“For most people in the developed world, conversations about such topics (as death) never take place. Young people remark in passing that they would rather be dead than go into a nursing home; that they do not want to die in hospital; that they do not want a drawn-out, agonising end. The closer that end is, the less it is talked about. The result is that hard choices are made without an understanding of their consequences. More and more people spend their last hours exactly as they wished not to: hooked up to machines under fluorescent lights, surrounded by strangers.” The Economist, October 4, 2014
The End of Life Study (Stats Can, 2012)* reported 13% of Canadians (3.7 million) aged 15 and older reported providing end-of-life or palliative care to a family member or friend at some point in their lives. These caregivers helped the terminally ill with such tasks as personal or medical care, preparing meals, managing finances or providing transportation to and from medical appointments. One in six caregivers who would have preferred providing palliative care in their own home said they lacked home care resources, financial assistance, paid time off from work and home modifications.
Digging deeper, a 2013 Harris/Decima** poll revealed that:
-About six in ten Canadians believe that it’s extremely important to have a talk to someone about their end-of-life care preferences – but only 45% have done so.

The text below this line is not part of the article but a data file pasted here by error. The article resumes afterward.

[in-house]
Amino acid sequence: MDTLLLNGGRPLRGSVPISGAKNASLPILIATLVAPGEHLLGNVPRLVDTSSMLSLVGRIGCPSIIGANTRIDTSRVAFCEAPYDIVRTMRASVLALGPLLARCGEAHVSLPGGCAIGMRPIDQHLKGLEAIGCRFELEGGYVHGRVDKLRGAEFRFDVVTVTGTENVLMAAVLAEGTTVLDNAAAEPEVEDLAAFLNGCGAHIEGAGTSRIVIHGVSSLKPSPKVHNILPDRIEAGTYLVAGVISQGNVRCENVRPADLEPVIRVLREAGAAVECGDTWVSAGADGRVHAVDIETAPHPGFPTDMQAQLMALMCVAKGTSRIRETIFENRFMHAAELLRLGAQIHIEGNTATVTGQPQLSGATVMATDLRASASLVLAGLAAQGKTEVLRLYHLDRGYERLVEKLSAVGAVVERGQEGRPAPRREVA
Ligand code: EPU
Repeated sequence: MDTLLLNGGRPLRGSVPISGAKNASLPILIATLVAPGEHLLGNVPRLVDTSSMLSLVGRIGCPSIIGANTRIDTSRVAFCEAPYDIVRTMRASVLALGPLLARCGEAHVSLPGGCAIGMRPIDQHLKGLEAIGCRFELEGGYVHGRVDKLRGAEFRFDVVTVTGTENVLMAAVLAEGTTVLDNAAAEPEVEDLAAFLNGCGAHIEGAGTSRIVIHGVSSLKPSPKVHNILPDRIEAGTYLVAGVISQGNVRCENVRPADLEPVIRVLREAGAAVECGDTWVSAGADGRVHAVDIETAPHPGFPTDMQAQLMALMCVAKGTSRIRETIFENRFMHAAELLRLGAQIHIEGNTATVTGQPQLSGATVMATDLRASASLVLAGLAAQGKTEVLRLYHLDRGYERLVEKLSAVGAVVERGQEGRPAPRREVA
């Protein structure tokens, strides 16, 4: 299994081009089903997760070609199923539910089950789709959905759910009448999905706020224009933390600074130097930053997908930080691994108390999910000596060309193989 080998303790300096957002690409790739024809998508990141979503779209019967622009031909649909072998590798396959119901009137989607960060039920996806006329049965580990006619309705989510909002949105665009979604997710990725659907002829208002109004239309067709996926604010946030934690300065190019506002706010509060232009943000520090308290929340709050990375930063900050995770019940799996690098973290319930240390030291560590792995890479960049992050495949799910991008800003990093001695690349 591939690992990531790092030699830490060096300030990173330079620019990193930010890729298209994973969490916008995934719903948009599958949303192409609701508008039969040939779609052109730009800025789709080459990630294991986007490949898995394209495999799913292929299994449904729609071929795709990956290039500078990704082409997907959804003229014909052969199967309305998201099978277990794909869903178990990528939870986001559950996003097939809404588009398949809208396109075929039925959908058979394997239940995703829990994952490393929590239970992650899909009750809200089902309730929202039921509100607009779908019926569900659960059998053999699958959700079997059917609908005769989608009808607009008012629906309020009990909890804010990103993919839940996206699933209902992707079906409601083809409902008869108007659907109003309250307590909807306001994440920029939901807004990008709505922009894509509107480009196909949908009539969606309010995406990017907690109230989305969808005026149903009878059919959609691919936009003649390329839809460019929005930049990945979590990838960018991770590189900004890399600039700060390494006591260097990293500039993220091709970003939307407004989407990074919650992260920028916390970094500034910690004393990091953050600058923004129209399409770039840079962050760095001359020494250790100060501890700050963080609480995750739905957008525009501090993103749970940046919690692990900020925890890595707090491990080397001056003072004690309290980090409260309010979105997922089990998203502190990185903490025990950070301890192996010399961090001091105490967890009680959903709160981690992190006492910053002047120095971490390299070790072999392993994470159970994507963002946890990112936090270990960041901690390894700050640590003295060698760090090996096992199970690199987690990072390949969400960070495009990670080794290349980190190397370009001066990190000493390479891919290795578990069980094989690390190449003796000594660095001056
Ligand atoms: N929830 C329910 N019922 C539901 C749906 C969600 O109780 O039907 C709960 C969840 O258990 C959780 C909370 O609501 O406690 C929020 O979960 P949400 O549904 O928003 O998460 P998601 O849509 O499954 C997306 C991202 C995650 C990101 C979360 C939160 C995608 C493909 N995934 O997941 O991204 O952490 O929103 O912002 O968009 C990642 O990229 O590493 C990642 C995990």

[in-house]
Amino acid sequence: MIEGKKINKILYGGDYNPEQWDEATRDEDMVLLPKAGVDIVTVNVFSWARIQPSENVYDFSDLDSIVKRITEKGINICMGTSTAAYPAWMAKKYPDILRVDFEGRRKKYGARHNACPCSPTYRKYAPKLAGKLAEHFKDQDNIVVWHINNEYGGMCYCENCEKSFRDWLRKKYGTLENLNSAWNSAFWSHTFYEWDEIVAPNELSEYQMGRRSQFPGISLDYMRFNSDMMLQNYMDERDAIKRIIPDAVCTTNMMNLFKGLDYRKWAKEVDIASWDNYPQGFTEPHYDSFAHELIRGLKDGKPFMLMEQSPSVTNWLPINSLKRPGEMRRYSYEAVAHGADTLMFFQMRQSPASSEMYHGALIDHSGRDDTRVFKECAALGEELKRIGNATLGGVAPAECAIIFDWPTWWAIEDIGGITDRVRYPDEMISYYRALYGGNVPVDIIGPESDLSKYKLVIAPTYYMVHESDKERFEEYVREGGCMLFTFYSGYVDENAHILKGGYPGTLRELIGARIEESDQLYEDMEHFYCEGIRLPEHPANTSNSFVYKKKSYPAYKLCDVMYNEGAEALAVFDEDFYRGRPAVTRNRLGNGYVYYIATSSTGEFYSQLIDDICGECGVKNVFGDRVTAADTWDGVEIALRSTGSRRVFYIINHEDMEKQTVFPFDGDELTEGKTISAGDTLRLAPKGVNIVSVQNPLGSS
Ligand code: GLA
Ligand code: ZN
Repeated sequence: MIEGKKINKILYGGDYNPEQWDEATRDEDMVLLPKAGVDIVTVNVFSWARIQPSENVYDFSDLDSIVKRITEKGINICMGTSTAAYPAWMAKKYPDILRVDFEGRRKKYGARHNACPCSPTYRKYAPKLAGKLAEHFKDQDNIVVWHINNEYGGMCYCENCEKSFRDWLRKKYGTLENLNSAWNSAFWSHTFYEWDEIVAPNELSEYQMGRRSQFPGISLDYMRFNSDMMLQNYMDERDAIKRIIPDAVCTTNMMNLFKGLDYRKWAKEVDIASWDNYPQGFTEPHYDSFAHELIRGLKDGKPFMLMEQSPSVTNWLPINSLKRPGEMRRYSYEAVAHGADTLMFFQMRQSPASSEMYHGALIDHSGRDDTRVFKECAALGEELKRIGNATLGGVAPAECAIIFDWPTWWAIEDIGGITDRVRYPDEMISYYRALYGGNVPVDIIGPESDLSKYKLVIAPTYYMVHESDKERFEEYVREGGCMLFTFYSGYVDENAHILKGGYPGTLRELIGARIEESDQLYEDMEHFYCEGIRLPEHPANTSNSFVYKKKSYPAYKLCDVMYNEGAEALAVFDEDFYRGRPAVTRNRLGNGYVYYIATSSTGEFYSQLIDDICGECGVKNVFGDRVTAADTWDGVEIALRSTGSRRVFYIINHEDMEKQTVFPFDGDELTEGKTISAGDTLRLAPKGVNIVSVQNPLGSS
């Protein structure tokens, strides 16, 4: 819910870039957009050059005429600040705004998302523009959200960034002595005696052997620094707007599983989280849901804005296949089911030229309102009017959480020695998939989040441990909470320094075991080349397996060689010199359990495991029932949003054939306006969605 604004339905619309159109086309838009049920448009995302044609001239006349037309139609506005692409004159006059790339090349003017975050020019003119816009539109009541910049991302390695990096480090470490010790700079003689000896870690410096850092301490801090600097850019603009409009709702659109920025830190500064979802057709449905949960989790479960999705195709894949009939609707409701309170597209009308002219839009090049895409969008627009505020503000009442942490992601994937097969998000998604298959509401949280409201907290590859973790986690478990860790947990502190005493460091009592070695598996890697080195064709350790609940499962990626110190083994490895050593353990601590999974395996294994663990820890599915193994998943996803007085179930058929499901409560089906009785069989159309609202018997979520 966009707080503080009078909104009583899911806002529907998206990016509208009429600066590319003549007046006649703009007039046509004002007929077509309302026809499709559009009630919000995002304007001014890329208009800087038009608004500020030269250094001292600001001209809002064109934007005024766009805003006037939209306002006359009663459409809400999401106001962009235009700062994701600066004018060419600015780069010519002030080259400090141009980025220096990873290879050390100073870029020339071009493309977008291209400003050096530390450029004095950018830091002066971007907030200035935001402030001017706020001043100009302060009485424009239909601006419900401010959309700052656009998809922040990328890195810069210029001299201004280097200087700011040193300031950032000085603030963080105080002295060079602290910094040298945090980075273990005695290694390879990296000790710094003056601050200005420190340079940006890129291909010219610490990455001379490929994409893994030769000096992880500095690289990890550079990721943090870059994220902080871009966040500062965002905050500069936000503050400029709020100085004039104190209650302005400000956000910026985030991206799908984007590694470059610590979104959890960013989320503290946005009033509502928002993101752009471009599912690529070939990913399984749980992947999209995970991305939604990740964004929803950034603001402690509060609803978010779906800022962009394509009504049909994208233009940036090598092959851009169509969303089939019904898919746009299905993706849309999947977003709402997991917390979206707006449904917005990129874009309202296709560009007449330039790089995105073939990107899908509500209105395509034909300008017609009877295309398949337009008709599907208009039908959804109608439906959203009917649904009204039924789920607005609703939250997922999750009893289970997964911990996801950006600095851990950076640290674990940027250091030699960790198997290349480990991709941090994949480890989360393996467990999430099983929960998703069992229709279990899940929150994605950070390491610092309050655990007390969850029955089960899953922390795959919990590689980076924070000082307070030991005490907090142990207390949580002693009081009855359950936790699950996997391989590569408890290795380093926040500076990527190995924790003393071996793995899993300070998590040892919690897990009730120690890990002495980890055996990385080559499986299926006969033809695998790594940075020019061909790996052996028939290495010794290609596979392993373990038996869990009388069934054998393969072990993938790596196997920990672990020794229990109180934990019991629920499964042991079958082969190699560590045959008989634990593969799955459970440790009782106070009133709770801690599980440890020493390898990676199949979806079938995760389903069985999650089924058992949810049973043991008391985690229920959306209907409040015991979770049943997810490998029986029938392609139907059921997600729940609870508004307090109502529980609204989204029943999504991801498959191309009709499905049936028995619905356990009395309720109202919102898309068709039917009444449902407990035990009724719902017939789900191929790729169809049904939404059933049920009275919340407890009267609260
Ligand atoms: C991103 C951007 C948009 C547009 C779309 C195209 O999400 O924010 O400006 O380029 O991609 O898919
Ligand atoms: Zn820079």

– Canadians who do have an advance care plan seem to be more engaged in the health care system – 90% of them have a family physician or regular place of care.
– Canadians overwhelmingly want their health care providers to give them information about advance care planning.
I have blogged previously on the importance of having the talk and making a plan. In my May 5, 2014 blog “Conversations Matter- Advanced Care Planning- Alberta Style” discusses the ‘green sleeve’ initiative underway in Alberta.
I believe that it is critical to reflect on our values and wishes, and to let someone you trust know your future health and personal care preferences so that they can speak for you, if you can’t speak for yourself.
The Canadian Hospice Palliative Care Association (CHPCA) agrees. As blog readers you might recall that CHPCA proclaimed April 16th, 2014 as National Advance Care Planning Day. It was a day for consider wishes and desires to be made at the end of life. It was to remind us to begin a conversation with a loved one about wishes for their or your own end of life care. Any day is a good day for the conversation. Lesson Learned: I can only echo this organization’s message. “Speak Up: Start the conversation about end-of-life care”.
* End-of-life care, 2012 released October 3, 2014 based on data from the 2012 General Social Survey on Caregiving and Care Receiving.
**“What Canadians Say: The Way Forward Survey Results”, is a quantitative online research survey of 2,976 Canadian adults. The poll was completed for the Canadian Hospice Palliative Care Association using the Harris/Decima’s proprietary online panel and is precluded from reporting a margin of error. The survey data was weighted using the 2011 Census to reflect the general population.
-Audrey Miller and Dr. Renee Ruiter Kohn